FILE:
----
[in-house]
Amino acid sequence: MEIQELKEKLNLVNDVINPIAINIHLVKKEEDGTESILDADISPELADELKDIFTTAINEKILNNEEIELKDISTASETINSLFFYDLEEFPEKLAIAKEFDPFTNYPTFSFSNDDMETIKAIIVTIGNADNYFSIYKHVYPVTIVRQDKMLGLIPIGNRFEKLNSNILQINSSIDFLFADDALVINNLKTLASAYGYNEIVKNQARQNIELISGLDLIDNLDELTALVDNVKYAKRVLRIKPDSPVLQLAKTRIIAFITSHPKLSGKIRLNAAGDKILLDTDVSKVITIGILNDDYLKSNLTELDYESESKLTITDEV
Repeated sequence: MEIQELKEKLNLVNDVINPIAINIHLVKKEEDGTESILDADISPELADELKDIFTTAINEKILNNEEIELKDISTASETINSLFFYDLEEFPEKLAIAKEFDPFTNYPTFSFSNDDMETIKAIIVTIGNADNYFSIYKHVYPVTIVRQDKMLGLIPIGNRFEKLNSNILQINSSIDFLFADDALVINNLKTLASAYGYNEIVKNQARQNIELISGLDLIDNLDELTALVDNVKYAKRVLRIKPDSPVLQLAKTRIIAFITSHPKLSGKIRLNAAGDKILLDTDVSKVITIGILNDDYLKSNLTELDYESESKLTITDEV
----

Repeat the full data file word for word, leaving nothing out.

[in-house]
Amino acid sequence: MEIQELKEKLNLVNDVINPIAINIHLVKKEEDGTESILDADISPELADELKDIFTTAINEKILNNEEIELKDISTASETINSLFFYDLEEFPEKLAIAKEFDPFTNYPTFSFSNDDMETIKAIIVTIGNADNYFSIYKHVYPVTIVRQDKMLGLIPIGNRFEKLNSNILQINSSIDFLFADDALVINNLKTLASAYGYNEIVKNQARQNIELISGLDLIDNLDELTALVDNVKYAKRVLRIKPDSPVLQLAKTRIIAFITSHPKLSGKIRLNAAGDKILLDTDVSKVITIGILNDDYLKSNLTELDYESESKLTITDEV
Repeated sequence: MEIQELKEKLNLVNDVINPIAINIHLVKKEEDGTESILDADISPELADELKDIFTTAINEKILNNEEIELKDISTASETINSLFFYDLEEFPEKLAIAKEFDPFTNYPTFSFSNDDMETIKAIIVTIGNADNYFSIYKHVYPVTIVRQDKMLGLIPIGNRFEKLNSNILQINSSIDFLFADDALVINNLKTLASAYGYNEIVKNQARQNIELISGLDLIDNLDELTALVDNVKYAKRVLRIKPDSPVLQLAKTRIIAFITSHPKLSGKIRLNAAGDKILLDTDVSKVITIGILNDDYLKSNLTELDYESESKLTITDEV